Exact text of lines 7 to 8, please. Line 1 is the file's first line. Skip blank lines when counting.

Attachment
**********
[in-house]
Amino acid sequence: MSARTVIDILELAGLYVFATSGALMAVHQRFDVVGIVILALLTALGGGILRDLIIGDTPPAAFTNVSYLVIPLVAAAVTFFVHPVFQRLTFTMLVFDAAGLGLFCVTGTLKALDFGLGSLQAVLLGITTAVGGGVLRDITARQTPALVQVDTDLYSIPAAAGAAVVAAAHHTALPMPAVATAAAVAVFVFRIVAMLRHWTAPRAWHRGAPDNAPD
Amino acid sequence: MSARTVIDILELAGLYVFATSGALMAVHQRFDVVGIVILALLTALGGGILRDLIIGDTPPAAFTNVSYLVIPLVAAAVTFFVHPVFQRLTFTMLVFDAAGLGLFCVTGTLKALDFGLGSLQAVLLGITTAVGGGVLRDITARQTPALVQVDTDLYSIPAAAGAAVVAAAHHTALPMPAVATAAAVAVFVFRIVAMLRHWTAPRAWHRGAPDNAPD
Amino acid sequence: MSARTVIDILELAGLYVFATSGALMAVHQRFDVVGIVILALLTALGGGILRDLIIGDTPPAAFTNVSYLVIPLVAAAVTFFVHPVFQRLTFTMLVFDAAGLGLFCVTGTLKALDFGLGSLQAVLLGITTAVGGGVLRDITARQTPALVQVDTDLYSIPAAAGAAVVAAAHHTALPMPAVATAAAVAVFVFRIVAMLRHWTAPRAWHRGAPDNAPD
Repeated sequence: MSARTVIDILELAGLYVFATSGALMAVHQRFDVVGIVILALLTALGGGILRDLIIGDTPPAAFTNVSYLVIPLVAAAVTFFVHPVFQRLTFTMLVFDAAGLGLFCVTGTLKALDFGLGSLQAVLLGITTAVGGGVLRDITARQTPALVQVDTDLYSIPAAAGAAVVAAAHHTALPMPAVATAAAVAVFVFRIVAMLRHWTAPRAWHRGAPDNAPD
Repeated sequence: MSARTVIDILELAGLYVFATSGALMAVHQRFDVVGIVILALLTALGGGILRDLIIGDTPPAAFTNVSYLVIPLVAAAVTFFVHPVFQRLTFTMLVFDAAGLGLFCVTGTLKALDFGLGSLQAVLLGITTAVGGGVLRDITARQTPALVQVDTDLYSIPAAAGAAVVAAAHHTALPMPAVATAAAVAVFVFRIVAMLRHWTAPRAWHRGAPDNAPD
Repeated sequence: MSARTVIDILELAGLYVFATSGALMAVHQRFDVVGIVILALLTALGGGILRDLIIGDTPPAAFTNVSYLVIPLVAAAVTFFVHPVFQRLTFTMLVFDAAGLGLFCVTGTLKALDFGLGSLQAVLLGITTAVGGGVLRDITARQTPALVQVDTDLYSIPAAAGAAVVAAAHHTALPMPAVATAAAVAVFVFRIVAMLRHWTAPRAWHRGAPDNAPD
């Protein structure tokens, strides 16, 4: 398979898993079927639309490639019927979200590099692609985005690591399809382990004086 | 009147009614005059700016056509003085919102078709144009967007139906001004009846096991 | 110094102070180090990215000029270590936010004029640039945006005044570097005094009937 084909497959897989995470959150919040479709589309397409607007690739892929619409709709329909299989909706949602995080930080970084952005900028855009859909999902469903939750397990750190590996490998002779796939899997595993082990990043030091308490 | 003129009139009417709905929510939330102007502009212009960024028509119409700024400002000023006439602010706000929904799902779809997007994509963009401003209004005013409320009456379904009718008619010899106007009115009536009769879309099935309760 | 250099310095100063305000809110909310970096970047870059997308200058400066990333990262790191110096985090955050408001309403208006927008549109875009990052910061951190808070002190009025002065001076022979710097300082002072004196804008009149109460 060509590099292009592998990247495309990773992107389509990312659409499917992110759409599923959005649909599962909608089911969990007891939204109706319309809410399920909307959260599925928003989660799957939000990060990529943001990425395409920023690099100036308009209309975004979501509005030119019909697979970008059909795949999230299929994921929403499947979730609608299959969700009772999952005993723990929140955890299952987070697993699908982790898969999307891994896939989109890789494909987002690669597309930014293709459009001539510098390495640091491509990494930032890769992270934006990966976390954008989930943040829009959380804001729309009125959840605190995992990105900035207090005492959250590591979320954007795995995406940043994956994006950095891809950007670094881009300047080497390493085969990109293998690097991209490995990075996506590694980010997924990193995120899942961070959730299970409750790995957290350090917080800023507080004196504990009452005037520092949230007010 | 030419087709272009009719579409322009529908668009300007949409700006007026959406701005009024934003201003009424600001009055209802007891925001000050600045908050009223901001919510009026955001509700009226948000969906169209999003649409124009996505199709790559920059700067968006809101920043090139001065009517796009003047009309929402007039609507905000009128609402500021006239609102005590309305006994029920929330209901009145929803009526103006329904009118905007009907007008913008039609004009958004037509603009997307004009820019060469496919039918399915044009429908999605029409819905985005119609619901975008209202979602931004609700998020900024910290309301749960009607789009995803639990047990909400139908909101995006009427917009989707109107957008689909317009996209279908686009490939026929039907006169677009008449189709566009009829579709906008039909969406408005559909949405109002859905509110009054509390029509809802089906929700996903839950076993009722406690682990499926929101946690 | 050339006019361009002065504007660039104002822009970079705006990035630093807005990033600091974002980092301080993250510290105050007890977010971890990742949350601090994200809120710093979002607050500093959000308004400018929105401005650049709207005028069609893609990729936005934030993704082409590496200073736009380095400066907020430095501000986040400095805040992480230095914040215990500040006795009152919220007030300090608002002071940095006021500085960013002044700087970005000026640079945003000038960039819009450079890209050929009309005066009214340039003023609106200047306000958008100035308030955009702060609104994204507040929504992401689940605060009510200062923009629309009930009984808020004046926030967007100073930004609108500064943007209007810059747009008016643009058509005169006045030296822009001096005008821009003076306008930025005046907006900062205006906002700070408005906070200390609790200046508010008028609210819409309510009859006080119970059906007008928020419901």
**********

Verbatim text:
Repeated sequence: MSARTVIDILELAGLYVFATSGALMAVHQRFDVVGIVILALLTALGGGILRDLIIGDTPPAAFTNVSYLVIPLVAAAVTFFVHPVFQRLTFTMLVFDAAGLGLFCVTGTLKALDFGLGSLQAVLLGITTAVGGGVLRDITARQTPALVQVDTDLYSIPAAAGAAVVAAAHHTALPMPAVATAAAVAVFVFRIVAMLRHWTAPRAWHRGAPDNAPD
């Protein structure tokens, strides 16, 4: 398979898993079927639309490639019927979200590099692609985005690591399809382990004086 | 009147009614005059700016056509003085919102078709144009967007139906001004009846096991 | 110094102070180090990215000029270590936010004029640039945006005044570097005094009937 084909497959897989995470959150919040479709589309397409607007690739892929619409709709329909299989909706949602995080930080970084952005900028855009859909999902469903939750397990750190590996490998002779796939899997595993082990990043030091308490 | 003129009139009417709905929510939330102007502009212009960024028509119409700024400002000023006439602010706000929904799902779809997007994509963009401003209004005013409320009456379904009718008619010899106007009115009536009769879309099935309760 | 250099310095100063305000809110909310970096970047870059997308200058400066990333990262790191110096985090955050408001309403208006927008549109875009990052910061951190808070002190009025002065001076022979710097300082002072004196804008009149109460 060509590099292009592998990247495309990773992107389509990312659409499917992110759409599923959005649909599962909608089911969990007891939204109706319309809410399920909307959260599925928003989660799957939000990060990529943001990425395409920023690099100036308009209309975004979501509005030119019909697979970008059909795949999230299929994921929403499947979730609608299959969700009772999952005993723990929140955890299952987070697993699908982790898969999307891994896939989109890789494909987002690669597309930014293709459009001539510098390495640091491509990494930032890769992270934006990966976390954008989930943040829009959380804001729309009125959840605190995992990105900035207090005492959250590591979320954007795995995406940043994956994006950095891809950007670094881009300047080497390493085969990109293998690097991209490995990075996506590694980010997924990193995120899942961070959730299970409750790995957290350090917080800023507080004196504990009452005037520092949230007010 | 030419087709272009009719579409322009529908668009300007949409700006007026959406701005009024934003201003009424600001009055209802007891925001000050600045908050009223901001919510009026955001509700009226948000969906169209999003649409124009996505199709790559920059700067968006809101920043090139001065009517796009003047009309929402007039609507905000009128609402500021006239609102005590309305006994029920929330209901009145929803009526103006329904009118905007009907007008913008039609004009958004037509603009997307004009820019060469496919039918399915044009429908999605029409819905985005119609619901975008209202979602931004609700998020900024910290309301749960009607789009995803639990047990909400139908909101995006009427917009989707109107957008689909317009996209279908686009490939026929039907006169677009008449189709566009009829579709906008039909969406408005559909949405109002859905509110009054509390029509809802089906929700996903839950076993009722406690682990499926929101946690 | 050339006019361009002065504007660039104002822009970079705006990035630093807005990033600091974002980092301080993250510290105050007890977010971890990742949350601090994200809120710093979002607050500093959000308004400018929105401005650049709207005028069609893609990729936005934030993704082409590496200073736009380095400066907020430095501000986040400095805040992480230095914040215990500040006795009152919220007030300090608002002071940095006021500085960013002044700087970005000026640079945003000038960039819009450079890209050929009309005066009214340039003023609106200047306000958008100035308030955009702060609104994204507040929504992401689940605060009510200062923009629309009930009984808020004046926030967007100073930004609108500064943007209007810059747009008016643009058509005169006045030296822009001096005008821009003076306008930025005046907006900062205006906002700070408005906070200390609790200046508010008028609210819409309510009859006080119970059906007008928020419901």